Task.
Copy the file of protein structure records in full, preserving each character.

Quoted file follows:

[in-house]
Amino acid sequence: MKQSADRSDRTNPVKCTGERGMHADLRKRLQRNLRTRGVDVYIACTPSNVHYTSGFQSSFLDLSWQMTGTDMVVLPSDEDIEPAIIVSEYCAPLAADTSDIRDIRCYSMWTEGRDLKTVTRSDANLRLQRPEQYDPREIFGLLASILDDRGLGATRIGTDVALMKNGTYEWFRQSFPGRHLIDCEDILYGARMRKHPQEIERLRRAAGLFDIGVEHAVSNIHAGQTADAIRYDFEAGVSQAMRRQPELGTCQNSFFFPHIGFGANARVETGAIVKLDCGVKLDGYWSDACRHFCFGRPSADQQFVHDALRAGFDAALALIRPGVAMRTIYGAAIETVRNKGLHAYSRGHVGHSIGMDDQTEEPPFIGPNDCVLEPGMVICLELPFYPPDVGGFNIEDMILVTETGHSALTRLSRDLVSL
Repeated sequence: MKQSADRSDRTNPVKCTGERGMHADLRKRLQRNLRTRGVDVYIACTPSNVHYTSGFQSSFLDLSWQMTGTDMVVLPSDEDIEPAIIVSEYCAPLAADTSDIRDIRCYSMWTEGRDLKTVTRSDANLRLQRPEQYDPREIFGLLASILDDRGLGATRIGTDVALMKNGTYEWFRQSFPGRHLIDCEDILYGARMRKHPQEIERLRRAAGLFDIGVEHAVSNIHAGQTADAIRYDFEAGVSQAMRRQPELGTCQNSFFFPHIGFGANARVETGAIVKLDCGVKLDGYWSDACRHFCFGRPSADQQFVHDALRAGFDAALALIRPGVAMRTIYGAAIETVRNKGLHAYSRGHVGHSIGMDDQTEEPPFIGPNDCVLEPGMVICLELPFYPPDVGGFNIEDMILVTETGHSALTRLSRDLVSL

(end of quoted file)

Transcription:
[in-house]
Amino acid sequence: MKQSADRSDRTNPVKCTGERGMHADLRKRLQRNLRTRGVDVYIACTPSNVHYTSGFQSSFLDLSWQMTGTDMVVLPSDEDIEPAIIVSEYCAPLAADTSDIRDIRCYSMWTEGRDLKTVTRSDANLRLQRPEQYDPREIFGLLASILDDRGLGATRIGTDVALMKNGTYEWFRQSFPGRHLIDCEDILYGARMRKHPQEIERLRRAAGLFDIGVEHAVSNIHAGQTADAIRYDFEAGVSQAMRRQPELGTCQNSFFFPHIGFGANARVETGAIVKLDCGVKLDGYWSDACRHFCFGRPSADQQFVHDALRAGFDAALALIRPGVAMRTIYGAAIETVRNKGLHAYSRGHVGHSIGMDDQTEEPPFIGPNDCVLEPGMVICLELPFYPPDVGGFNIEDMILVTETGHSALTRLSRDLVSL
Repeated sequence: MKQSADRSDRTNPVKCTGERGMHADLRKRLQRNLRTRGVDVYIACTPSNVHYTSGFQSSFLDLSWQMTGTDMVVLPSDEDIEPAIIVSEYCAPLAADTSDIRDIRCYSMWTEGRDLKTVTRSDANLRLQRPEQYDPREIFGLLASILDDRGLGATRIGTDVALMKNGTYEWFRQSFPGRHLIDCEDILYGARMRKHPQEIERLRRAAGLFDIGVEHAVSNIHAGQTADAIRYDFEAGVSQAMRRQPELGTCQNSFFFPHIGFGANARVETGAIVKLDCGVKLDGYWSDACRHFCFGRPSADQQFVHDALRAGFDAALALIRPGVAMRTIYGAAIETVRNKGLHAYSRGHVGHSIGMDDQTEEPPFIGPNDCVLEPGMVICLELPFYPPDVGGFNIEDMILVTETGHSALTRLSRDLVSL